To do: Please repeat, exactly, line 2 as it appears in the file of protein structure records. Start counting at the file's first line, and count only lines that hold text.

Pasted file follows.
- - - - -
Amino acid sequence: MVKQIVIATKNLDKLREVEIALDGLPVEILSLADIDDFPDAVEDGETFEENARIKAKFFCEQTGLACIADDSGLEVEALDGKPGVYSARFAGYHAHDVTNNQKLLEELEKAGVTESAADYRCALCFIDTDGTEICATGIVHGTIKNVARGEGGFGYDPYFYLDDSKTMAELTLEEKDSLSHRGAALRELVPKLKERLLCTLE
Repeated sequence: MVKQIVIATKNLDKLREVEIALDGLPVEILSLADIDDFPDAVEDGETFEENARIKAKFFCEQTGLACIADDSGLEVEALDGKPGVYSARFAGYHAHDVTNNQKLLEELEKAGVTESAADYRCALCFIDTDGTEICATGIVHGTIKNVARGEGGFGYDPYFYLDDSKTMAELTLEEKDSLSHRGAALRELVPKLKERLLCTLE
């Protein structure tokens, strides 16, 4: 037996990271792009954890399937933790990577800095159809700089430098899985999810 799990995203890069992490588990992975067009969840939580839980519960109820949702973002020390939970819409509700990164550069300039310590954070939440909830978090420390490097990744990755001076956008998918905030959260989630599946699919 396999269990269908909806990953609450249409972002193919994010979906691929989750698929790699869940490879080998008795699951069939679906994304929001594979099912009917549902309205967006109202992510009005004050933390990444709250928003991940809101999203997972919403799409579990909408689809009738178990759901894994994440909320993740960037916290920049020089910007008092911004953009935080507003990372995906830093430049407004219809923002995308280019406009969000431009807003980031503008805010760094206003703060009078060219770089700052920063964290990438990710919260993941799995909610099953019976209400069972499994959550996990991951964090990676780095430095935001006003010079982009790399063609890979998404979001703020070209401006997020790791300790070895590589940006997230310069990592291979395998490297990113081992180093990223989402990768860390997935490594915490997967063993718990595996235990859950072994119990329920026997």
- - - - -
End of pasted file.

Repeated sequence: MVKQIVIATKNLDKLREVEIALDGLPVEILSLADIDDFPDAVEDGETFEENARIKAKFFCEQTGLACIADDSGLEVEALDGKPGVYSARFAGYHAHDVTNNQKLLEELEKAGVTESAADYRCALCFIDTDGTEICATGIVHGTIKNVARGEGGFGYDPYFYLDDSKTMAELTLEEKDSLSHRGAALRELVPKLKERLLCTLE